What the American Kratom Association Has Done for the Kratom Community

Even if you’re new to the kratom community, you’ve probably read or heard about the American Kratom Association. While virtually all industries have trade associations that represent the best interests, the AKA has gone above and beyond to keep kratom legal across the United States.

To begin, we’ll explore the roots of the American Kratom Association. We’ll also cover other important things about the AKA, including its goals, its leadership, and its actions.

 

Understanding the American Kratom Association’s Legal Status

The American Kratom Association was formally established as a nonprofit organization in 2014. It’s currently recognized as a 501(c)(4) nonprofit organization, which means it’s exempt from most taxes.

501(c)(3) nonprofit organizations are charitable organizations, a class that frequently includes churches. 501(c)(4) organizations include trade associations and social welfare organizations. Both of these entities promote causes in the name of the general good of their members. Since the AKA strives to promote the general wellness of the kratom industry, it’s allowed to structure itself as a 501(c)(4) organization.

Although the organization doesn’t list its financial statements anywhere online, the organization does share its tax returns with people. According to its website, anybody who’s interested in looking through the AKA’s Form 990 tax returns should reach out to Pete Candland by email — if you’d like to do so, follow this link.

 

What Does the American Kratom Association Do?

Just like all other trade associations, the AKA strives to promote the interests of kratom consumers and vendors. In other words, the organization is interested in promoting the kratom industry as a whole.

Although its operations aren’t exclusively limited to the United States, the vast majority of its actions take place domestically.

Above all else, the AKA argues that kratom should be formally regulated by the U.S. Food and Drug Administration. Regulation is important because it ensures consumers receive pure, unadulterated products that pose little threats to their health and well-being. Even though kratom is rarely adulterated, poor manufacturing processes can cause unwanted contaminants to get inside batches of kratom.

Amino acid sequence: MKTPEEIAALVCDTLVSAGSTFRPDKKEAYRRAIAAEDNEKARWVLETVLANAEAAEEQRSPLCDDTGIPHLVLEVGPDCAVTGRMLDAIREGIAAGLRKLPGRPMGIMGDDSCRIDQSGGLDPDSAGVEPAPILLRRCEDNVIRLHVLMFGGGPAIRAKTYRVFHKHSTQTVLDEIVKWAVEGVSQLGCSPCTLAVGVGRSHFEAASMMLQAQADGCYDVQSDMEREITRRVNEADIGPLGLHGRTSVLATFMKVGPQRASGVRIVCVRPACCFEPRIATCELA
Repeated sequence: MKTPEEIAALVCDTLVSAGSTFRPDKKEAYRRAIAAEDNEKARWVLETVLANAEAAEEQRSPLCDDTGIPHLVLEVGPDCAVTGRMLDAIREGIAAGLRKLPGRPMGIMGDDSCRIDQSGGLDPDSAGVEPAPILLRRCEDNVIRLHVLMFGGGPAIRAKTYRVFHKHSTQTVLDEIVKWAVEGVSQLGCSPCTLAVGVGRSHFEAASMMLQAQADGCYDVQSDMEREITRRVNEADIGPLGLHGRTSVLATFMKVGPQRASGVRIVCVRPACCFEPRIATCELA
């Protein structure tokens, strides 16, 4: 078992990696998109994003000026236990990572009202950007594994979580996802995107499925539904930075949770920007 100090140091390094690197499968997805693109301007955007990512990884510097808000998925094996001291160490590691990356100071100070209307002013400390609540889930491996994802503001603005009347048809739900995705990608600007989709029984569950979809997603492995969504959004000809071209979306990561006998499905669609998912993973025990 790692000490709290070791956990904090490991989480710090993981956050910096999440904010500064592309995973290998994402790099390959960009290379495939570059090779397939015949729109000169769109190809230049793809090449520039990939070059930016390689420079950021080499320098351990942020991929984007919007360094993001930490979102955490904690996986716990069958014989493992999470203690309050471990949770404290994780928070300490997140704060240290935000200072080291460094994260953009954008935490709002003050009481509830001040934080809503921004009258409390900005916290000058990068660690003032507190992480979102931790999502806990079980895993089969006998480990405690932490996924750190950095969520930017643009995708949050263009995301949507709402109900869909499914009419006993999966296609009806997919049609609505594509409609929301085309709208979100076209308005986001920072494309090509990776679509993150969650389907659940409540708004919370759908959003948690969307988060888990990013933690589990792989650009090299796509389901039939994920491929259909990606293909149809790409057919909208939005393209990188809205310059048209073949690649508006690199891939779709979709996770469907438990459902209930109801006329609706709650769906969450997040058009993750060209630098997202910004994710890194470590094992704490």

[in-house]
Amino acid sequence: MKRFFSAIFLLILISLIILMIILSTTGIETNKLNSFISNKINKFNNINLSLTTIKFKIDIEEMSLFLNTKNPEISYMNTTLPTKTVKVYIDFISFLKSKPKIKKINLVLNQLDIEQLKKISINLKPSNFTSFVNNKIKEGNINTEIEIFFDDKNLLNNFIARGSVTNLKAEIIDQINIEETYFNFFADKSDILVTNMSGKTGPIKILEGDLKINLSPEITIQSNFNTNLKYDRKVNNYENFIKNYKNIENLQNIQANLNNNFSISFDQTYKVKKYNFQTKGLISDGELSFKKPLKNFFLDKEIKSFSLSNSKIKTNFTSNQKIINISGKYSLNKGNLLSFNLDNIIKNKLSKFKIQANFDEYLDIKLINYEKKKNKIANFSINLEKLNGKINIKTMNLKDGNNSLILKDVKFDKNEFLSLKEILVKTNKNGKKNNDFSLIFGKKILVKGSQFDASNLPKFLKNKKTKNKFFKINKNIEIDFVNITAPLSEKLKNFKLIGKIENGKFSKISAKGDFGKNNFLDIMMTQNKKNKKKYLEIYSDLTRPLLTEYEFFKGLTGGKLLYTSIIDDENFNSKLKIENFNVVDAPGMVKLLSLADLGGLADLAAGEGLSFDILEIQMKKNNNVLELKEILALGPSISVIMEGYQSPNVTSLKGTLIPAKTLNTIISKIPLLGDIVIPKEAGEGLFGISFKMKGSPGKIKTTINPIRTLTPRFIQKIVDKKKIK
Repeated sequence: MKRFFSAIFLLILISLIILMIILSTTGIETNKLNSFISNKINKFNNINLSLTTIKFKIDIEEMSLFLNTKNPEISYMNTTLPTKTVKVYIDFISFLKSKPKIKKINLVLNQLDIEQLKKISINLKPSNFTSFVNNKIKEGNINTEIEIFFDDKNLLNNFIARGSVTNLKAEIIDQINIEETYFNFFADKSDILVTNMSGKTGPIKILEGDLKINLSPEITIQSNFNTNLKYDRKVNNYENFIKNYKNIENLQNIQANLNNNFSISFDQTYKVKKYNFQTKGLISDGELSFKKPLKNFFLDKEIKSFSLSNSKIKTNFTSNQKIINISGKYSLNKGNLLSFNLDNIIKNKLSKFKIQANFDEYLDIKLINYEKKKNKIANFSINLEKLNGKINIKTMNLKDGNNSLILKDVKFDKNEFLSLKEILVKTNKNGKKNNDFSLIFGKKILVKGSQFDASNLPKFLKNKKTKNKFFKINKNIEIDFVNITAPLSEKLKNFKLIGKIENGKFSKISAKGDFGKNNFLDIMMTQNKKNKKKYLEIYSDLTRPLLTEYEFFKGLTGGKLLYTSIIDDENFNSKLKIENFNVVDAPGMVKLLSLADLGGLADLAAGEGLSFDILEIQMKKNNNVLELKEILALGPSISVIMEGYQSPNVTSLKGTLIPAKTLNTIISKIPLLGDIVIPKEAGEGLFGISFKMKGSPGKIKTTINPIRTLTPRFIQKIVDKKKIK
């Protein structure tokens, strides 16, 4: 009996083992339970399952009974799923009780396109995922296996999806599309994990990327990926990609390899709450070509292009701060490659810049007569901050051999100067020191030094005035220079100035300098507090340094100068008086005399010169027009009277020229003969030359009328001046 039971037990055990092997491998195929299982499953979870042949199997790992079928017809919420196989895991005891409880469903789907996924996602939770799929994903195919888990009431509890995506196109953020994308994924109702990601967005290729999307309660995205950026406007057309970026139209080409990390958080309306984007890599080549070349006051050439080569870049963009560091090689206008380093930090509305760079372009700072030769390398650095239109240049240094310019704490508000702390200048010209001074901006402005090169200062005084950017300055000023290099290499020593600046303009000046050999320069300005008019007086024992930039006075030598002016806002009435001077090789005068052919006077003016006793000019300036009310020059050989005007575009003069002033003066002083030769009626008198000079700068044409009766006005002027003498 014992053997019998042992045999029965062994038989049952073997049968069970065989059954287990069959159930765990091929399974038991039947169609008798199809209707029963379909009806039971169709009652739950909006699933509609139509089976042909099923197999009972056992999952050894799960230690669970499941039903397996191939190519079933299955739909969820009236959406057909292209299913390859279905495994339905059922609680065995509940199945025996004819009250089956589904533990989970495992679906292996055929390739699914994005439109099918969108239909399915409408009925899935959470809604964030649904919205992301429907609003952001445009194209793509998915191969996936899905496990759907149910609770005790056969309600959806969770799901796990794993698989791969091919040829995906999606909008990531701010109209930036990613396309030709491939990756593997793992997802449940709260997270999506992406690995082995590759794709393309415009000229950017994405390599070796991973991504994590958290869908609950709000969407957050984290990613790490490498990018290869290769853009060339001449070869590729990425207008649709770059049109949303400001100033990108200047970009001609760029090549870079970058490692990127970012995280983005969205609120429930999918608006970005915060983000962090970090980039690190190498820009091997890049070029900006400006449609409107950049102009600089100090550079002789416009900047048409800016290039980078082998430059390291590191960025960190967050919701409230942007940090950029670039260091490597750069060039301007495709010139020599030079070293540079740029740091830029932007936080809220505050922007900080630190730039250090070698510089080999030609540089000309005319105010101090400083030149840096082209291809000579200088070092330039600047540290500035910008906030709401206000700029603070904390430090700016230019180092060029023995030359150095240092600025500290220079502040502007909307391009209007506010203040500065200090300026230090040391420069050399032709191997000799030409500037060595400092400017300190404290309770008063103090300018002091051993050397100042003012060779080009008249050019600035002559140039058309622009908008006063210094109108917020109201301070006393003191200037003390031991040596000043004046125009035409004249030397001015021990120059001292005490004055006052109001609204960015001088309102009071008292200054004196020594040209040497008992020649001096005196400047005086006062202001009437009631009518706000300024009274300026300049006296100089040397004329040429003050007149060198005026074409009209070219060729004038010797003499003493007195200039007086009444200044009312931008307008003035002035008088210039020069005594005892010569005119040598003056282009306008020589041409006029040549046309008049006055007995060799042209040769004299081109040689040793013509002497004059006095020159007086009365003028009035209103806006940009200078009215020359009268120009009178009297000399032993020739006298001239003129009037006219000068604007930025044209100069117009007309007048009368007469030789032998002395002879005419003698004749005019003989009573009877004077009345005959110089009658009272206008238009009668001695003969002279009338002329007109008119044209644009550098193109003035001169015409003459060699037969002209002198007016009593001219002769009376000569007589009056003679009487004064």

For several years, the FDA has issued warnings against kratom, claiming Americans shouldn’t consume it for several reasons. These reasons include heavy metal contamination, salmonella contamination, and manufacturers’ potential use of adulterants. Regulation would nearly immediately eliminate all of these issues.

Admittedly, manufacturers would absorb substantial costs to comply with these regulations. Although this would increase the cost of kratom for consumers, these costs are well worth keeping kratom legal.

The AKA encourages kratom manufacturers and processors to follow Good Manufacturing Practices. While not as stringent as pharmaceutical guidelines, Good Manufacturing Practices are still quite tough. In simple terms, GMP greatly reduces the likelihood that consumers purchase kratom that contains contaminants or other unwanted adulterants.

 

Who Works for the American Kratom Association?

Currently, as of Jan. 2021, the AKA’s website lists three leadership figures on its website: Matt Salmon, Chris Bake, and Peter Candland.

Mac Haddow is one of the AKA’s most well-known associates. The organization’s Senior Fellow on Public Policy, Haddow is well-versed in government relations, consulting, and public affairs. He’s held positions in the Utah House of Representatives and the U.S. Department of Health and Human Services, among many other notable appointments. Haddow is one of the loudest voices speaking out for kratom within the United States.

Peter Candland is the American Kratom Association’s Executive Director. He’s worked in government, marketing, and management consulting for more than two decades. He’s been on the Prince William Board of County Supervisors since 2012. Candland has been the Executive Director of the AKA since Oct. 2016 and the President of Red Letter Consulting Services since Nov. 2016.

Matt Salmon is a former U.S. state representative of Arizona who’s been with the AKA since 2016. Chris Bake has a lengthy career in the marketing world, spending most of his time throughout the Washington, D.C. area.

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